* Record gas export volumes expected for 2012
* Gas transportation system close to limit
* Major gas discoveries needed to justify new pipelines
By Nerijus Adomaitis
HAUGESUND, Norway, Dec 7 Norway, Europe's
second-largest gas supplier after Russia, is nearing the limits
of its exports as its pipelines are almost fully utilised and no
major new fields are coming online soon, the head of its gas
system operator Gassco said.
The Nordic country supplies about a fifth of the gas
consumed in Europe and Britain has been increasingly dependent
on Norwegian supply as its own reserves are falling by an
average of more than five percent a year.
Norway's gas exports will hit record volumes this year and
then move sideways, Brian Bjordal, Gassco's president and chief
executive, said in an interview.
"This year, exports to Europe will be above 100 billion
cubic metres (bcm)... It will be a record," he told Reuters. But
he added that the gas transportation system was operating close
to maximum capacity, limiting further export growth.
Norway's government projects its gas output for 2012 to rise
to 107 bcm this year from 94.2 bcm in 2011, and to inch up to
110 bcm in 2013 and to 112 bcm in 2014..
Norway's annual gas output is roughly equal to yearly demand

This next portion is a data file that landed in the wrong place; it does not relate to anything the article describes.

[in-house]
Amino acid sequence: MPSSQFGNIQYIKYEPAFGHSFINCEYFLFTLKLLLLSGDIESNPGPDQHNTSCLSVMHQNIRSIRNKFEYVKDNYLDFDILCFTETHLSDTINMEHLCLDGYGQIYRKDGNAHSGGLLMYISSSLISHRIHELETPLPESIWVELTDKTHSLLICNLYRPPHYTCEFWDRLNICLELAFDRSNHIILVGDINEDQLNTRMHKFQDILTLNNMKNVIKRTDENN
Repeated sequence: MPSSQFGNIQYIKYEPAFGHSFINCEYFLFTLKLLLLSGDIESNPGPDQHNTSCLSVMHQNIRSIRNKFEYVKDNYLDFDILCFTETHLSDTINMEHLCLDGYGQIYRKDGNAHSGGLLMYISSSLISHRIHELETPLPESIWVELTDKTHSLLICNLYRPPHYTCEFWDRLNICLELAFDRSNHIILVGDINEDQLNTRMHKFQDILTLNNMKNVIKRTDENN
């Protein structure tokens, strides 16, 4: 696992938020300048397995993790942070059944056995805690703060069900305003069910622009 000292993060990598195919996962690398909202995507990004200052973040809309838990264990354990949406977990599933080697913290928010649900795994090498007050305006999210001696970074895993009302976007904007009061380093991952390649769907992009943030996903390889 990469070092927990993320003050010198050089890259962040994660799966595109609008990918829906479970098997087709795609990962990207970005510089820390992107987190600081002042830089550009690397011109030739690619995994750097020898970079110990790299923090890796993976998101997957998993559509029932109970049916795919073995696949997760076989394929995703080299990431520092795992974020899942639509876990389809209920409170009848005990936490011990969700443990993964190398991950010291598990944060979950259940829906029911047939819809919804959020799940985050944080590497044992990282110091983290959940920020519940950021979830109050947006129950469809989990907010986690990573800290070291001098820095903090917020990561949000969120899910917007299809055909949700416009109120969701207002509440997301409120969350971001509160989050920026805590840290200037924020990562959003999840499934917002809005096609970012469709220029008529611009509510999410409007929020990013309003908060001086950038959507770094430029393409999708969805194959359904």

in Britain, Europe's biggest gas market.
While the Norwegian Petroleum Directorate has previously
predicted gas sales peaking at between 105 bcm and 130 bcm in
2020, Bjordal was more cautious about the upper limit because of
the total capacity of the existing pipelines that take gas to
the UK, Germany, France and Belgium.
"The system can handle a maximum of less than 120 bcm," the
Gassco chief said.
Norway largely relies on pipelines to export its gas, but it
also has a liquefied natural gas (LNG) terminal at Snoehvit, on
the country's north coast, which in November sent its first
cargo to Japan via the Arctic.
Gassco operates the biggest integrated offshore gas system
in the world, with more than 50 fields feeding gas through 8,000
km of pipelines on the seabed.
So far, no major expansion of Norwegian gas transportation
capacity towards Europe is planned, as there are not enough
major discoveries to justify building a new pipeline to the
Barents Sea in the Arctic, where most newly found resources are
oil, not gas, although more exploration is planned in the
GAS OUTPUT AT "FULL BLAST"
Bjordal said Norway's gas production was going at "full
blast", with no major additions coming online soon.
"At this point in time, the production system is more or
less at its maximum. There are no fields that can introduce more
Norwegian government officials said this week the country's
exports would also depend on whether future European demand
scenarios warranted the high investment needed for new capacity.
"For Norwegian gas producers, a clear signal from European
policy makers on the role of gas in energy mix is important,"
Ane Hansdatter Kismul, state secretary for oil and energy, said
to the Norwegian-German energy forum.
A sluggish economic outlook as well as energy prices that
favour coal-fired power generation over gas mean Europe's gas
demand outlook is not set to rise by much in coming years.
($1 = 5.6376 Norwegian crowns)
(Editing by Henning Gloystein and Anthony Barker)